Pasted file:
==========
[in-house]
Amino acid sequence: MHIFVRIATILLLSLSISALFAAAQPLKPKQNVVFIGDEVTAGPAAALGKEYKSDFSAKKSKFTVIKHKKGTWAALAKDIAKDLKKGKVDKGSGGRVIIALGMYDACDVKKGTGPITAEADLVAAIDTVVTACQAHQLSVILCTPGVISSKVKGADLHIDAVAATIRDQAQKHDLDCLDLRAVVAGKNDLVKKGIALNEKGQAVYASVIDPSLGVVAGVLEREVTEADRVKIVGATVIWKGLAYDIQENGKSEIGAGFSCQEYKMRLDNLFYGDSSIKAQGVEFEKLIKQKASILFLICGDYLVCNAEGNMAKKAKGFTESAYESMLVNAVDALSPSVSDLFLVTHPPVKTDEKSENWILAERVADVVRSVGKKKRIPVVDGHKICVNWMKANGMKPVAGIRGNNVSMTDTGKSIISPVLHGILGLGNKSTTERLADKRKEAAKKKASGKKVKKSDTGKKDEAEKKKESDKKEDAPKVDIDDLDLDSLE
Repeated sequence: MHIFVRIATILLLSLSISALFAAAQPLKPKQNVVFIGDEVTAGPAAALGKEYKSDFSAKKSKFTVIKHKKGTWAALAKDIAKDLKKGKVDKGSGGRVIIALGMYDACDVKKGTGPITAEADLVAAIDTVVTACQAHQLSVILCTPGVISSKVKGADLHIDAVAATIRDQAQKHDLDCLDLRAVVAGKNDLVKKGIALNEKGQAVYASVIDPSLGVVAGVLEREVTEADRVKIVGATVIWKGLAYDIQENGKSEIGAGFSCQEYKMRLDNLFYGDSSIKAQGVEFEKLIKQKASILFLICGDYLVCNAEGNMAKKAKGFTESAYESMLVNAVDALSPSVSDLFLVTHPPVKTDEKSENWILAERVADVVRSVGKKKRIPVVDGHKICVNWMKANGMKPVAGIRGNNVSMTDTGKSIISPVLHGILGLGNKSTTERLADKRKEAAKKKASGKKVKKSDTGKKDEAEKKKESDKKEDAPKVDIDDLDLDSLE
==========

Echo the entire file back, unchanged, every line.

[in-house]
Amino acid sequence: MHIFVRIATILLLSLSISALFAAAQPLKPKQNVVFIGDEVTAGPAAALGKEYKSDFSAKKSKFTVIKHKKGTWAALAKDIAKDLKKGKVDKGSGGRVIIALGMYDACDVKKGTGPITAEADLVAAIDTVVTACQAHQLSVILCTPGVISSKVKGADLHIDAVAATIRDQAQKHDLDCLDLRAVVAGKNDLVKKGIALNEKGQAVYASVIDPSLGVVAGVLEREVTEADRVKIVGATVIWKGLAYDIQENGKSEIGAGFSCQEYKMRLDNLFYGDSSIKAQGVEFEKLIKQKASILFLICGDYLVCNAEGNMAKKAKGFTESAYESMLVNAVDALSPSVSDLFLVTHPPVKTDEKSENWILAERVADVVRSVGKKKRIPVVDGHKICVNWMKANGMKPVAGIRGNNVSMTDTGKSIISPVLHGILGLGNKSTTERLADKRKEAAKKKASGKKVKKSDTGKKDEAEKKKESDKKEDAPKVDIDDLDLDSLE
Repeated sequence: MHIFVRIATILLLSLSISALFAAAQPLKPKQNVVFIGDEVTAGPAAALGKEYKSDFSAKKSKFTVIKHKKGTWAALAKDIAKDLKKGKVDKGSGGRVIIALGMYDACDVKKGTGPITAEADLVAAIDTVVTACQAHQLSVILCTPGVISSKVKGADLHIDAVAATIRDQAQKHDLDCLDLRAVVAGKNDLVKKGIALNEKGQAVYASVIDPSLGVVAGVLEREVTEADRVKIVGATVIWKGLAYDIQENGKSEIGAGFSCQEYKMRLDNLFYGDSSIKAQGVEFEKLIKQKASILFLICGDYLVCNAEGNMAKKAKGFTESAYESMLVNAVDALSPSVSDLFLVTHPPVKTDEKSENWILAERVADVVRSVGKKKRIPVVDGHKICVNWMKANGMKPVAGIRGNNVSMTDTGKSIISPVLHGILGLGNKSTTERLADKRKEAAKKKASGKKVKKSDTGKKDEAEKKKESDKKEDAPKVDIDDLDLDSLE